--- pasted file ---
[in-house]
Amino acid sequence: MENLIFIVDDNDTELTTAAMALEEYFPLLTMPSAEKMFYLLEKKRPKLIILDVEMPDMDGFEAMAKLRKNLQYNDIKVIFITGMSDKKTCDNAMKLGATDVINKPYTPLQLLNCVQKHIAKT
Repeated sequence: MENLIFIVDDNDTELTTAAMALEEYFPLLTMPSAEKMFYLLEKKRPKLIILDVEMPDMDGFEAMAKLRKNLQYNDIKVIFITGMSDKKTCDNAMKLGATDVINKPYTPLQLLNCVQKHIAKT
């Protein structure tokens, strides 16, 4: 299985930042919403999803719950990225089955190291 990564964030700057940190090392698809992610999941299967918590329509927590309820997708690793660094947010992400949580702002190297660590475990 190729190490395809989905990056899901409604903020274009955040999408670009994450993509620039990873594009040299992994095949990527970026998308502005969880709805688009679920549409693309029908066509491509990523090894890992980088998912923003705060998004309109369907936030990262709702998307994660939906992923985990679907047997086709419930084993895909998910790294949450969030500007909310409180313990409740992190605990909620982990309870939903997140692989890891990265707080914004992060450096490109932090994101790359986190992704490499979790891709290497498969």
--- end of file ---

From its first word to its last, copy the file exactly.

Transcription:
[in-house]
Amino acid sequence: MENLIFIVDDNDTELTTAAMALEEYFPLLTMPSAEKMFYLLEKKRPKLIILDVEMPDMDGFEAMAKLRKNLQYNDIKVIFITGMSDKKTCDNAMKLGATDVINKPYTPLQLLNCVQKHIAKT
Repeated sequence: MENLIFIVDDNDTELTTAAMALEEYFPLLTMPSAEKMFYLLEKKRPKLIILDVEMPDMDGFEAMAKLRKNLQYNDIKVIFITGMSDKKTCDNAMKLGATDVINKPYTPLQLLNCVQKHIAKT
């Protein structure tokens, strides 16, 4: 299985930042919403999803719950990225089955190291 990564964030700057940190090392698809992610999941299967918590329509927590309820997708690793660094947010992400949580702002190297660590475990 190729190490395809989905990056899901409604903020274009955040999408670009994450993509620039990873594009040299992994095949990527970026998308502005969880709805688009679920549409693309029908066509491509990523090894890992980088998912923003705060998004309109369907936030990262709702998307994660939906992923985990679907047997086709419930084993895909998910790294949450969030500007909310409180313990409740992190605990909620982990309870939903997140692989890891990265707080914004992060450096490109932090994101790359986190992704490499979790891709290497498969």